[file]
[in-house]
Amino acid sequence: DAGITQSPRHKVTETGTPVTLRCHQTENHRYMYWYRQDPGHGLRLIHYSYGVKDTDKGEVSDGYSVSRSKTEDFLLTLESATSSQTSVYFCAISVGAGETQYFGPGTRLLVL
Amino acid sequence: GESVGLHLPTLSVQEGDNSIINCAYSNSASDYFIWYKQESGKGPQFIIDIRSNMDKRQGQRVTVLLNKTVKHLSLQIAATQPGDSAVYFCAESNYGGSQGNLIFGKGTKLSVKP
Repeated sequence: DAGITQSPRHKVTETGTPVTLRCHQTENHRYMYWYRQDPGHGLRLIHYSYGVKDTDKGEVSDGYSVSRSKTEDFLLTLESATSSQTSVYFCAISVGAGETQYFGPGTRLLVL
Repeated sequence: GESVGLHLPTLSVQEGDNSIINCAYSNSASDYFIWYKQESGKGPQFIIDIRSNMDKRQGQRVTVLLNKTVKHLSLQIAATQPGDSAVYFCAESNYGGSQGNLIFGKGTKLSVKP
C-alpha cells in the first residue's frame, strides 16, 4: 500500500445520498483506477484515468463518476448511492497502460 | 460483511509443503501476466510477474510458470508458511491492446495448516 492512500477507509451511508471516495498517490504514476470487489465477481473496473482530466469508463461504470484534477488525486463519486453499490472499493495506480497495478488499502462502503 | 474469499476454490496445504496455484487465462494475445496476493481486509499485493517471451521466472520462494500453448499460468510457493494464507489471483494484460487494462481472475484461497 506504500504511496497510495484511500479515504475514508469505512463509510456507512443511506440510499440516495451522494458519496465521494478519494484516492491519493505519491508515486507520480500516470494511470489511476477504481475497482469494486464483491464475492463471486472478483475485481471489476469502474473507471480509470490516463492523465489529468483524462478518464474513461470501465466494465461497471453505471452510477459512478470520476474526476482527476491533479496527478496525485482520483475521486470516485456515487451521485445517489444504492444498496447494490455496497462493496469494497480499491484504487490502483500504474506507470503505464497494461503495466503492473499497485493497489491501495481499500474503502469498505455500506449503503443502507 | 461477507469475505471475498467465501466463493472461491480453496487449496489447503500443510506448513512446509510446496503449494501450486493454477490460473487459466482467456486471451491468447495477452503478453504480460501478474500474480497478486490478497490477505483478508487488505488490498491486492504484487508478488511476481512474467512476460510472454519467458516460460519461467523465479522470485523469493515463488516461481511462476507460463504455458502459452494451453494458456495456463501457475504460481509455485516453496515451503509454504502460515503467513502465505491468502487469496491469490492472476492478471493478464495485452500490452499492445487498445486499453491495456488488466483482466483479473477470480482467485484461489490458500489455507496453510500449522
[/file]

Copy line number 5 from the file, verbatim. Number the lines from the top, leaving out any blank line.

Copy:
Repeated sequence: GESVGLHLPTLSVQEGDNSIINCAYSNSASDYFIWYKQESGKGPQFIIDIRSNMDKRQGQRVTVLLNKTVKHLSLQIAATQPGDSAVYFCAESNYGGSQGNLIFGKGTKLSVKP